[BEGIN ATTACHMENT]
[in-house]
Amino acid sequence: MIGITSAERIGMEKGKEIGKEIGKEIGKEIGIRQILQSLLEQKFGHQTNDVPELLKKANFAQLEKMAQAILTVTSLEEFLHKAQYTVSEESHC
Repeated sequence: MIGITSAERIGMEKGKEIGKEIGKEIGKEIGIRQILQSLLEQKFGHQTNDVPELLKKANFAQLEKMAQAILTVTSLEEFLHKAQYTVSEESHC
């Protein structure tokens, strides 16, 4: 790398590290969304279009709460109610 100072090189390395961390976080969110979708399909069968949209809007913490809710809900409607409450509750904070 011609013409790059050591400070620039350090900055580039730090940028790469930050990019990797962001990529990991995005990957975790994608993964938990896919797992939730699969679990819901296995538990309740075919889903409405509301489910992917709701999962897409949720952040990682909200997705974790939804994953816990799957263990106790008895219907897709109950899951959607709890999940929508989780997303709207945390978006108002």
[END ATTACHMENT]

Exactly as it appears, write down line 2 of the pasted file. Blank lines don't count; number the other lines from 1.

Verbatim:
Amino acid sequence: MIGITSAERIGMEKGKEIGKEIGKEIGKEIGIRQILQSLLEQKFGHQTNDVPELLKKANFAQLEKMAQAILTVTSLEEFLHKAQYTVSEESHC